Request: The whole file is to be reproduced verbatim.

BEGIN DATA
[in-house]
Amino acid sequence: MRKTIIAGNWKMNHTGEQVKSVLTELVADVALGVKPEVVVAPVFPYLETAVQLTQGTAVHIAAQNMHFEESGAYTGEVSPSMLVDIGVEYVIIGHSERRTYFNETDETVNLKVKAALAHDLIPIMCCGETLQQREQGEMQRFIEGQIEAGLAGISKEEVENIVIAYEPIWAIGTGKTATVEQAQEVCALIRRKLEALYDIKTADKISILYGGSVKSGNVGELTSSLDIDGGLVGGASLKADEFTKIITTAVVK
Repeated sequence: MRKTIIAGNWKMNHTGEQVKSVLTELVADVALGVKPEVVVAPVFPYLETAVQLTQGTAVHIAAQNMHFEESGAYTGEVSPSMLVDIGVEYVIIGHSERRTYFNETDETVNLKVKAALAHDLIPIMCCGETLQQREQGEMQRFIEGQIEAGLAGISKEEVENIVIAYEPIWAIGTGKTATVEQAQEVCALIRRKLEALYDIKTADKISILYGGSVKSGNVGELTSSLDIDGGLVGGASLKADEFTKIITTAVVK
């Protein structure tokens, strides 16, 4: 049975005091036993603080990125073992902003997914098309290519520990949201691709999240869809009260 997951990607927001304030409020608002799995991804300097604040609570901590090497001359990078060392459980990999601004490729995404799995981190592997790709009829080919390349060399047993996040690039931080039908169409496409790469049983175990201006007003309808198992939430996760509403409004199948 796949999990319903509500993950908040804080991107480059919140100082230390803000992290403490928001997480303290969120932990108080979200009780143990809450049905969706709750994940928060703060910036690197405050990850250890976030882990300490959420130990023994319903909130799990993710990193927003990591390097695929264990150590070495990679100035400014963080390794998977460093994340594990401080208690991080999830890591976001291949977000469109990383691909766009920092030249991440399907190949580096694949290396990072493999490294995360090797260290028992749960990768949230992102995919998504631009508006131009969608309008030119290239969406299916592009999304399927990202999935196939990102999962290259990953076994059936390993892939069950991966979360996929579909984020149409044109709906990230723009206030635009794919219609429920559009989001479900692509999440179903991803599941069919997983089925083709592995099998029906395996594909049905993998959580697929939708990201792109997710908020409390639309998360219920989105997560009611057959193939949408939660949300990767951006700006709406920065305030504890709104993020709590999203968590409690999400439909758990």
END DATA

[in-house]
Amino acid sequence: MRKTIIAGNWKMNHTGEQVKSVLTELVADVALGVKPEVVVAPVFPYLETAVQLTQGTAVHIAAQNMHFEESGAYTGEVSPSMLVDIGVEYVIIGHSERRTYFNETDETVNLKVKAALAHDLIPIMCCGETLQQREQGEMQRFIEGQIEAGLAGISKEEVENIVIAYEPIWAIGTGKTATVEQAQEVCALIRRKLEALYDIKTADKISILYGGSVKSGNVGELTSSLDIDGGLVGGASLKADEFTKIITTAVVK
Repeated sequence: MRKTIIAGNWKMNHTGEQVKSVLTELVADVALGVKPEVVVAPVFPYLETAVQLTQGTAVHIAAQNMHFEESGAYTGEVSPSMLVDIGVEYVIIGHSERRTYFNETDETVNLKVKAALAHDLIPIMCCGETLQQREQGEMQRFIEGQIEAGLAGISKEEVENIVIAYEPIWAIGTGKTATVEQAQEVCALIRRKLEALYDIKTADKISILYGGSVKSGNVGELTSSLDIDGGLVGGASLKADEFTKIITTAVVK
């Protein structure tokens, strides 16, 4: 049975005091036993603080990125073992902003997914098309290519520990949201691709999240869809009260 997951990607927001304030409020608002799995991804300097604040609570901590090497001359990078060392459980990999601004490729995404799995981190592997790709009829080919390349060399047993996040690039931080039908169409496409790469049983175990201006007003309808198992939430996760509403409004199948 796949999990319903509500993950908040804080991107480059919140100082230390803000992290403490928001997480303290969120932990108080979200009780143990809450049905969706709750994940928060703060910036690197405050990850250890976030882990300490959420130990023994319903909130799990993710990193927003990591390097695929264990150590070495990679100035400014963080390794998977460093994340594990401080208690991080999830890591976001291949977000469109990383691909766009920092030249991440399907190949580096694949290396990072493999490294995360090797260290028992749960990768949230992102995919998504631009508006131009969608309008030119290239969406299916592009999304399927990202999935196939990102999962290259990953076994059936390993892939069950991966979360996929579909984020149409044109709906990230723009206030635009794919219609429920559009989001479900692509999440179903991803599941069919997983089925083709592995099998029906395996594909049905993998959580697929939708990201792109997710908020409390639309998360219920989105997560009611057959193939949408939660949300990767951006700006709406920065305030504890709104993020709590999203968590409690999400439909758990």